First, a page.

A few cities in Eastern and Central Europe climbed in the ranking as well, including Kiev (176) and Tirana (186) rising eight and 12 spots, respectively.
Tel Aviv (19) continues to be the most expensive city in the Middle East for expatriates, followed by Dubai (21), Abu Dhabi (25), and Beirut (50). Jeddah (121) remains the least expensive city in the region despite rising 30 places.
Despite dropping off the top spot on the global list, Luanda, Angola (two) remains the highest ranking city in Africa. Kinshasa (six) follows, rising seven places since 2015. Moving up one spot, N’Djamena (nine) is the next African city on the list, followed by Lagos, Nigeria (13) which is up seven places. Dropping three spots, Windhoek (209) in Namibia ranks as the least expensive city in the region and globally. Johannesburg and Cape Town also drop fourteen and eight places consecutively.
“Exchange rates’ volatility amongst most African currencies and the concomitant impact thereof on inflation, some sooner and some later, directly contributes to the varying results when compared against the 2015 findings,” ays Carl van Heerden, global mobility leader: Africa at Mercer. “The excessive cost of rented expatriate type accommodation in Luanda is greatly contributing to its retained status as one of the most expensive cities in the world to live in.”
This year, Hong Kong (one) emerged as the most expensive city for expatriates both in Asia and globally as a consequence of Luanda’s drop in the ranking due to the weakening of its local currency. Singapore (four) remained steady while Tokyo (five) climbed six places. Shanghai (seven) and Beijing (10) follow. Shenzhen (12) is up two places while Seoul (15) and Guangzhou, China (18) dropped seven and three spots, respectively.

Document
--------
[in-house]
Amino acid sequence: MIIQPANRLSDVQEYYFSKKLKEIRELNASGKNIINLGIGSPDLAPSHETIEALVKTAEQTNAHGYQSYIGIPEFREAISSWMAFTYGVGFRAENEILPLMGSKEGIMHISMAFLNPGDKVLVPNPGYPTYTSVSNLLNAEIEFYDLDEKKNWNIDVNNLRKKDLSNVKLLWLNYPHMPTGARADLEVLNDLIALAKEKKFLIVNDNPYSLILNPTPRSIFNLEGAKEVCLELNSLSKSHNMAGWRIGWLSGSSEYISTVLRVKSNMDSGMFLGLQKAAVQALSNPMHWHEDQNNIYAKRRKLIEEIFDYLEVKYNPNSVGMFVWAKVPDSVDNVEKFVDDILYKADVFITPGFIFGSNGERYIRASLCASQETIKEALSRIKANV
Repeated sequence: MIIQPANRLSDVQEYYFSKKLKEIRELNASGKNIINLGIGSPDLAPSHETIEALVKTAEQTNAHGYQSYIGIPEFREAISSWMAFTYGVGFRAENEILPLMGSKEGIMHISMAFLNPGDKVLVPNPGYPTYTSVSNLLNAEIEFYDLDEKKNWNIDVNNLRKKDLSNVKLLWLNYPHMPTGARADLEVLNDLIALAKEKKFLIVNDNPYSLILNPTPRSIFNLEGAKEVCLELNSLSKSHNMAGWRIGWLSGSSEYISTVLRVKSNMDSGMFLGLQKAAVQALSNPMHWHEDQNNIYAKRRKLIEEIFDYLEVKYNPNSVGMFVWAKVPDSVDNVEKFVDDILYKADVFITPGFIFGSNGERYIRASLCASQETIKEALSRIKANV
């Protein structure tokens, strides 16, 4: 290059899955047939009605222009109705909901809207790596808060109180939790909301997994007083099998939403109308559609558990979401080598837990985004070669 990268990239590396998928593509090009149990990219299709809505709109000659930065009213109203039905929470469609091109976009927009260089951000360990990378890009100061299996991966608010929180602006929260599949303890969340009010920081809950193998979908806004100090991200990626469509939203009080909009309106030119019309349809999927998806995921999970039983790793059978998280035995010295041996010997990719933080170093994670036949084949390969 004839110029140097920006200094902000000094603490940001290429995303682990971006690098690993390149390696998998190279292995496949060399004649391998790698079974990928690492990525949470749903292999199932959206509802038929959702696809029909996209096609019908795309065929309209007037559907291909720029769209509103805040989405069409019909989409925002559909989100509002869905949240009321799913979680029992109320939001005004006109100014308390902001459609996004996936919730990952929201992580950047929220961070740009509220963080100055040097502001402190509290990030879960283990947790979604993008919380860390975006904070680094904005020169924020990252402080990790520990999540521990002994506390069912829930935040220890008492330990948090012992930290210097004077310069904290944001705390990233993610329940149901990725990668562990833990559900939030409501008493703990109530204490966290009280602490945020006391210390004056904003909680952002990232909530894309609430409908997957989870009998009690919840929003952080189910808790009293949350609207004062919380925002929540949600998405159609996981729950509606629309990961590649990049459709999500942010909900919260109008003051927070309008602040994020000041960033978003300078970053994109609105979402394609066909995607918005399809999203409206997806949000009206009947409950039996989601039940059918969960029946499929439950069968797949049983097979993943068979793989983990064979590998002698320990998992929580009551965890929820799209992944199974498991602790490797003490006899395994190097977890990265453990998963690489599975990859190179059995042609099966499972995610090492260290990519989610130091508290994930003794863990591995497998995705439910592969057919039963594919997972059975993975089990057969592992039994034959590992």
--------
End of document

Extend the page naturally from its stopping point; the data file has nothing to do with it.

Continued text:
Mumbai (82) is India’s most expensive city, followed by New Delhi (130) and Chennai (158). Kolkata (194) and Bangalore (180) are the least expensive Indian cities ranked. Elsewhere in Asia, Bangkok (74), Kuala Lumpur (151) and Hanoi (106) plummeted 29, 38 and 20 places, respectively. Baku (172) had the most drastic fall in the ranking, plummeting more than 100 places. The city of Ashkhabad in Turkmenistan climbed 61 spots to rank 66 globally.
Australian cities have witnessed some of the most dramatic falls in the ranking this year as the local currency has depreciated against the US dollar. Brisbane (96) and Canberra (98) dropped 30 and 33 spots, respectively, while Sydney (42), Australia’s most expensive ranked city for expatriates, experienced a relatively moderate drop of 11 places. Melbourne fell 24 spots to rank 71.